Wisconsin Republicans Ready to Rein in Executive Branch Following Democrats’ Victories

Wisconsin Republicans Ready to Rein in Executive Branch Following Democrats’ Victories
Gov.-elect Tony Evers walks into a room filled with press on Nov. 7, 2018, in Madison, Wis. (Steve Apps/Wisconsin State Journal via AP)

Democrat Tony Evers told his supporters, “It’s time for a change, folks,” when he accepted their cheers after winning the highest office in the land of Wisconsin.

“I will be focused on solving problems, not on picking political fights,” Evers added on election night.

Well, good luck with that. Since Republican Gov. Scott Walker is on his way out, and Evers is on his way in, GOP legislative leaders couldn’t agree more. It is time for a change, they say. But it isn’t the change Evers wants. Republicans believe it’s time to rein in the power of the executive branch.

Evers’ victory gave Wisconsin Democrats a hold on real power in state government for the first time in six years. It also brought to an end what the Milwaukee Journal-Sentinel described as an “eight-year reign of Republican dominance and political muscle.”

There will be a real power shift come Jan. 7.

Voters re-elected Democrat Doug La Follette as secretary of State. Sarah Godlewski, another Democrat, won the state treasurer’s race, and Democrat Mandela Barnes will be sworn in as Wisconsin’s new lieutenant governor in January.

But Republicans will still control the legislature. That means several of Evers’ campaign goals such as Act 10, the law that limits union powers and pushed Gov. Walker onto the national GOP stage, will be close to impossible to accomplish.

If Republicans can limit executive branch powers, Evers’ task will be even tougher.

Assembly Speaker Robin Vos (R) wants a special session of the legislature before Evers takes office Jan. 7 to discuss his idea of limiting the governor’s power.

Vos said he knows Evers’ agenda and wants to make sure the Wisconsin Legislature — and Republicans — are “at the table.”

“I also am not going to sit idly by and let him repeal Act 10 by executive action alone, or to try to undermine voter ID, or say that people on welfare don’t have to work,” Vos told the Journal Times. “I want to make sure that, if any of those changes happen, that we’re at the table negotiating and it’s not just him dictating.”

The idea of calling a special legislative session didn’t begin with Evers’ victory. The Associated Press reported Republicans already wanted to meet before the end of the year to talk about putting a $100 million incentive package in front of Kimberly-Clark Corp. as part of a campaign to save about 500 jobs in Appleton, Wis.

Evers said Vos’ proposal to add several items to the agenda aimed at limiting executive power in Wisconsin amount to “playing politics before I take the oath of office.”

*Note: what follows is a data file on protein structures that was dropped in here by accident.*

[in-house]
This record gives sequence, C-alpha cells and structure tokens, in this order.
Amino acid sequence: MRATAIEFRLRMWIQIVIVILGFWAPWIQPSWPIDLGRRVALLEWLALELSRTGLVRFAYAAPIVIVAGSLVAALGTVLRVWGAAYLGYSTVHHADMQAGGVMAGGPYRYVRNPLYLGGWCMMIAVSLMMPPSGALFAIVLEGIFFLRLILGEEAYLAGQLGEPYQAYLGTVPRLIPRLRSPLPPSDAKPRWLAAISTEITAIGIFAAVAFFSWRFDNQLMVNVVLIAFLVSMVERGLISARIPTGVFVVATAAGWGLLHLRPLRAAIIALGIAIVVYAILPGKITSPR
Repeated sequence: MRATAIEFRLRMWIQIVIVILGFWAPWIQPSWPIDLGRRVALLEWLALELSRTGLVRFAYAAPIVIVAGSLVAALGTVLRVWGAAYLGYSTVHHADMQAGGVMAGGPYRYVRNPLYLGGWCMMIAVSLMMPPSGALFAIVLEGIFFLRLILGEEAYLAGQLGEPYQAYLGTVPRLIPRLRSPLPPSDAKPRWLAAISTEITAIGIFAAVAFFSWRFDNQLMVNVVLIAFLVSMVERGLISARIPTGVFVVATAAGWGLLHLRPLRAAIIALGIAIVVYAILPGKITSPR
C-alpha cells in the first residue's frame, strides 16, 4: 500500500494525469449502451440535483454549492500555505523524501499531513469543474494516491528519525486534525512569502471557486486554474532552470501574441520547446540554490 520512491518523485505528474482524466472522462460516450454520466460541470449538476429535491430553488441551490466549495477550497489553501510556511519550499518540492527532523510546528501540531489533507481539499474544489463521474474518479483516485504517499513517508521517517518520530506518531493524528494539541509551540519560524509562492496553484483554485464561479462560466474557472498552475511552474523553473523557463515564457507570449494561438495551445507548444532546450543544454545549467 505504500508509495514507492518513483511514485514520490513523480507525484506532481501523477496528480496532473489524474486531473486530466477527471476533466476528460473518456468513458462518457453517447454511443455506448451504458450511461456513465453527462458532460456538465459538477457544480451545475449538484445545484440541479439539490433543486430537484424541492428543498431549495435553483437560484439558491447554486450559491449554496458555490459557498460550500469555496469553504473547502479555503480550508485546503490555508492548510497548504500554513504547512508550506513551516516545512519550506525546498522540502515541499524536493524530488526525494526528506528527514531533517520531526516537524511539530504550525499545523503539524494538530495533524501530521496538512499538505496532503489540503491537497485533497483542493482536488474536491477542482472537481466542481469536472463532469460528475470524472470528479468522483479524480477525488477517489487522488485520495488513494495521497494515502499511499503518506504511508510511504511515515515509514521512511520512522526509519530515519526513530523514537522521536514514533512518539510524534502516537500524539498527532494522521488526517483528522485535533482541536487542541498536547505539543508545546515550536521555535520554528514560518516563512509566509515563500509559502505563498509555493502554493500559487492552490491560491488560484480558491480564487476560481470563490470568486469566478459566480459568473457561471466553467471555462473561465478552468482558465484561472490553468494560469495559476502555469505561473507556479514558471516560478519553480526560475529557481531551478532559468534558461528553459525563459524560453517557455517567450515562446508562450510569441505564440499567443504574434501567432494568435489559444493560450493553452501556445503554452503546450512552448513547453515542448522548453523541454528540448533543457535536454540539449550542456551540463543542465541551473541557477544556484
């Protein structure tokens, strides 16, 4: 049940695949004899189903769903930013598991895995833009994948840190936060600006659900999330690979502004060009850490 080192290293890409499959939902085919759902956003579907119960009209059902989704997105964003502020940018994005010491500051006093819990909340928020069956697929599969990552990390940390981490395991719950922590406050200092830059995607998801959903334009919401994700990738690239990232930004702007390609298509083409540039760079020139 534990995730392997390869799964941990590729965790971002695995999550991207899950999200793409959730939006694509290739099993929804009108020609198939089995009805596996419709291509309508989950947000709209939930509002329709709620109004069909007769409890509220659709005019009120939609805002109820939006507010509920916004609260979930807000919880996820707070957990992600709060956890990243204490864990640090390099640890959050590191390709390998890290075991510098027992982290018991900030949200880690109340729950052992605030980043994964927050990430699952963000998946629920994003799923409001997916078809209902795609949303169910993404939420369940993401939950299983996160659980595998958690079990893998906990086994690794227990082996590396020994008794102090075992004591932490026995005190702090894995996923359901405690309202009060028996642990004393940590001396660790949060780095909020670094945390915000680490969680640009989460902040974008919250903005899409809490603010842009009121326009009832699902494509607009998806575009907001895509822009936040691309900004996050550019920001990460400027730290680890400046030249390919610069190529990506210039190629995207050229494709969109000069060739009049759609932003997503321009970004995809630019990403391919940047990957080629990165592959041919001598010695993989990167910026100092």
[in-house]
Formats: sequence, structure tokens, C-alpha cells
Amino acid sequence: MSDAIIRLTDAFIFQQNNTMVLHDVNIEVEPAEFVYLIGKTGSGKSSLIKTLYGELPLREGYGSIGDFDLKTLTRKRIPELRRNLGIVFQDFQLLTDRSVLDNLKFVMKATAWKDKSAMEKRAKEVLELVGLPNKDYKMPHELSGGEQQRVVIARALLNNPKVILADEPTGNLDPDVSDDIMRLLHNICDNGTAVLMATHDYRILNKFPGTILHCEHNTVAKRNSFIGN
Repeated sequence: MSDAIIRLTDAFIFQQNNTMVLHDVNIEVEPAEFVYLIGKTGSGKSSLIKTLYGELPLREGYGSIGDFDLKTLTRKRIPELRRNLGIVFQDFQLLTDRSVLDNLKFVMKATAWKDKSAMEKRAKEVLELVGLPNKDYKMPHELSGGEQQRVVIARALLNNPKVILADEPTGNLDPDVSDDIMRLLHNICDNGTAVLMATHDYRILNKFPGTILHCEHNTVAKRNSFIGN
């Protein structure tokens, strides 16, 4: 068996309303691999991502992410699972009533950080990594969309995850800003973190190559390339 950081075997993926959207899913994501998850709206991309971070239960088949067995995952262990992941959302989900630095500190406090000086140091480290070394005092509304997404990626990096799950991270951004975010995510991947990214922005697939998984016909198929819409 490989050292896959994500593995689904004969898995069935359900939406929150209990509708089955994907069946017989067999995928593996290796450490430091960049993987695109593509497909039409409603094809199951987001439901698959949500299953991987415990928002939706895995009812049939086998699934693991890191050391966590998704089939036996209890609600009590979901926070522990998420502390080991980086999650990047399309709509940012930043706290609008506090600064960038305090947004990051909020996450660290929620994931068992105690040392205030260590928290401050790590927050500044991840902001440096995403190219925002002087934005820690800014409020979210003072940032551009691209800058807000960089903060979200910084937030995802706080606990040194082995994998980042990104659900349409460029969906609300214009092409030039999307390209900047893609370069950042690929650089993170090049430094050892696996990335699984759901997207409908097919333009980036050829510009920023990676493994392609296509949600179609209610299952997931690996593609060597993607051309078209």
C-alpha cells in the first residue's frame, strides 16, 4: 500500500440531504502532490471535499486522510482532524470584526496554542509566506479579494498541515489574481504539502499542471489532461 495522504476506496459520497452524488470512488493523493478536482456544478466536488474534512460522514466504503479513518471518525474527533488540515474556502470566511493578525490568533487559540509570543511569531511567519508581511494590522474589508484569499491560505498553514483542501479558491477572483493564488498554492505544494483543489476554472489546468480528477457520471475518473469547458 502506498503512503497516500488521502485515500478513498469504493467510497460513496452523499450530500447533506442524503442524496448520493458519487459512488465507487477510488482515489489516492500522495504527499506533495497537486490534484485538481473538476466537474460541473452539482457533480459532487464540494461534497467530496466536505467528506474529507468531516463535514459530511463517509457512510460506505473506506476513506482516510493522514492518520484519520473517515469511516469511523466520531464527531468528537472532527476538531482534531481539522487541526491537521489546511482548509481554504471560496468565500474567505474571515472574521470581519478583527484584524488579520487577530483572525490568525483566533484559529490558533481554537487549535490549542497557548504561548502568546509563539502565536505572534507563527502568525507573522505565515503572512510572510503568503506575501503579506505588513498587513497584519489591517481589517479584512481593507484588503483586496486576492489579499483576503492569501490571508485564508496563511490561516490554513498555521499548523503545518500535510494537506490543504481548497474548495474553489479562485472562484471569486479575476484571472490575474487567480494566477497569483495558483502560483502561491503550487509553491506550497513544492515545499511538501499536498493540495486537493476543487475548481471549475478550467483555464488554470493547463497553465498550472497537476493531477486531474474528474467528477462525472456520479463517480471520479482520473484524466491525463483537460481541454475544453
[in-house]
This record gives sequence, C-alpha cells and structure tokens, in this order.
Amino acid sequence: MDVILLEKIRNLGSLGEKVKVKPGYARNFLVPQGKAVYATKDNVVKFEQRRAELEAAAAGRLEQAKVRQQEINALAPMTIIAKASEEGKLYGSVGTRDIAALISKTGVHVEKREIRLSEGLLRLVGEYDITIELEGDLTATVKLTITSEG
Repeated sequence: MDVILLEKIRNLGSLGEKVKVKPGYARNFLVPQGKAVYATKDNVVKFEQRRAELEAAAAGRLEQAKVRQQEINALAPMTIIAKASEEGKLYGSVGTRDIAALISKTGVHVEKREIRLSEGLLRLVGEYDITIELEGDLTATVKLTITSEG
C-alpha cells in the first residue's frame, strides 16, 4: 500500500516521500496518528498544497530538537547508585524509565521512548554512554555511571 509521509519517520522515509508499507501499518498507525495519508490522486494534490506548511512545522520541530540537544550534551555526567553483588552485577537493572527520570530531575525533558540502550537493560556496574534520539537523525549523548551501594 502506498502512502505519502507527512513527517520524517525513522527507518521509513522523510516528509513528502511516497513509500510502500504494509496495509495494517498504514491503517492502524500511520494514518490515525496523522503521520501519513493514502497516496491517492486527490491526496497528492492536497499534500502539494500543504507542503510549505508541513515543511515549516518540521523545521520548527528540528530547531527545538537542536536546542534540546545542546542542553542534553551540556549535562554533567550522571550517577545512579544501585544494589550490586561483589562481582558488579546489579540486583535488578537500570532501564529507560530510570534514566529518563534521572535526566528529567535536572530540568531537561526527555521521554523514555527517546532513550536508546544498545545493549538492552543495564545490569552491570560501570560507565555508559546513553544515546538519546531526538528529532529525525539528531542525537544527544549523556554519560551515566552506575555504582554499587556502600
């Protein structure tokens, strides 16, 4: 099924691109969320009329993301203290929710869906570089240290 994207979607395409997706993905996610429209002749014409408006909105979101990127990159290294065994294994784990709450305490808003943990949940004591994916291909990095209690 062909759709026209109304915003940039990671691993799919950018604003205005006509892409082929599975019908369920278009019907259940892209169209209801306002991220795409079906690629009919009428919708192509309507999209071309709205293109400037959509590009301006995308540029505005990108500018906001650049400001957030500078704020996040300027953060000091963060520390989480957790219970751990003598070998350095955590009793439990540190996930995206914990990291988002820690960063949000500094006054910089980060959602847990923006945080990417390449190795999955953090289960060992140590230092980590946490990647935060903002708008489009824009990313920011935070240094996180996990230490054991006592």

“This is a complete violation of the separation of powers in our system,” Evers said. “There is a lot of common ground we can find. But I will not tolerate desperate antics to cling to power and violate the checks and balances of Wisconsin’s government.”

State Rep. Greta Neubauer (D) also criticized Vos’ move. She said the main reason voters elected the Democratic ticket was to “put a check on the Legislature.”

But instead of moving forward and working together, Speaker Vos is “moving to consolidate his own power,” Neubauer said in a statement.

Vos told the Journal Times that Democrats are blowing this all out of proportion.

“I think that Democrats are making a mountain out of a molehill … I don’t like the outcome of the election, but I’ll certainly accept it … it’s about making sure what we have in practice stays in practice,” Vos said.

Vos has made this argument before. Back in 2016, when Gov. Scott Walker’s power was unquestioned, the speaker told Governing staff writer Alan Greenblatt it was time for the Wisconsin legislature to be stronger.

“In a world that is so driven by the executive branch, the legislative branch really should be more prominent than it is,” Vos said back then. “My goal is that when I leave, the legislative branch is equally as important as the governor.”

That being true, Sen. Jon Erpenbach, another Democrat, wondered aloud to the Associated Press why, if Vos wanted to rein in the executive branch, he didn’t act two years ago.

Peverill Squire, who studies legislatures at the University of Missouri, told Governing the Wisconsin debate over legislative versus executive branch power is more evidence that political norms in the U.S. are out of whack.

“Political norms continue to be under attack,” Squire said. “Most voters are apt to see them as ‘sore loser’ power grabs, and that may ultimately rebound against the party that pursues them.”

Urban Milwaukee’s “Data Wonk” Bruce Thompson opined that what’s happening in Madison is very much the old normal for politics in Wisconsin. Thompson believes Vos’ move was nothing but a desperate move by Republicans to hold on to political power.

“Vos and Senate Majority Leader Scott Fitzgerald are suggesting that the wisdom of a law depends on who is governor. This runs counter to the bedrock American principle that we are a government of laws, not of people,” Thompson wrote.

“Vos and Fitzgerald,” Thompson concluded, “have effectively demonstrated that banana republic politics are alive and well in Wisconsin.”